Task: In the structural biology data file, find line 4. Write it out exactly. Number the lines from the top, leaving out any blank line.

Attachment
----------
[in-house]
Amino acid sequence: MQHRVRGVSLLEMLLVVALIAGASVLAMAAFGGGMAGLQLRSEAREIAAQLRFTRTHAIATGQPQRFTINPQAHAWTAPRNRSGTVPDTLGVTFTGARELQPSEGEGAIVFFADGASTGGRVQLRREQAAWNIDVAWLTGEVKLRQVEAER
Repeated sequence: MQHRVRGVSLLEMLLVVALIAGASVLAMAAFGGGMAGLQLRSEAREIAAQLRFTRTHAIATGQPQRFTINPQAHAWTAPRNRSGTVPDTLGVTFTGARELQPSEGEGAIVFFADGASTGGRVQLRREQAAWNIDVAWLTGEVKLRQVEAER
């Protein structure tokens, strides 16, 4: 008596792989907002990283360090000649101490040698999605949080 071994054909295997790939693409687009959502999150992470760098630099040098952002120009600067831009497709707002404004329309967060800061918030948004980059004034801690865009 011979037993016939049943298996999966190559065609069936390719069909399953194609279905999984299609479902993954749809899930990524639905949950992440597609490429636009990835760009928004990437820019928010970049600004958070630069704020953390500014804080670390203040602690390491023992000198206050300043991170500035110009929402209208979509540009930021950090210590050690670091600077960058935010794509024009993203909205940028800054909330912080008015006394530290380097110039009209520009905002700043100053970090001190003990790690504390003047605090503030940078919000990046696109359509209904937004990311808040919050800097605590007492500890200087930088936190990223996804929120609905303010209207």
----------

């Protein structure tokens, strides 16, 4: 008596792989907002990283360090000649101490040698999605949080 071994054909295997790939693409687009959502999150992470760098630099040098952002120009600067831009497709707002404004329309967060800061918030948004980059004034801690865009 011979037993016939049943298996999966190559065609069936390719069909399953194609279905999984299609479902993954749809899930990524639905949950992440597609490429636009990835760009928004990437820019928010970049600004958070630069704020953390500014804080670390203040602690390491023992000198206050300043991170500035110009929402209208979509540009930021950090210590050690670091600077960058935010794509024009993203909205940028800054909330912080008015006394530290380097110039009209520009905002700043100053970090001190003990790690504390003047605090503030940078919000990046696109359509209904937004990311808040919050800097605590007492500890200087930088936190990223996804929120609905303010209207």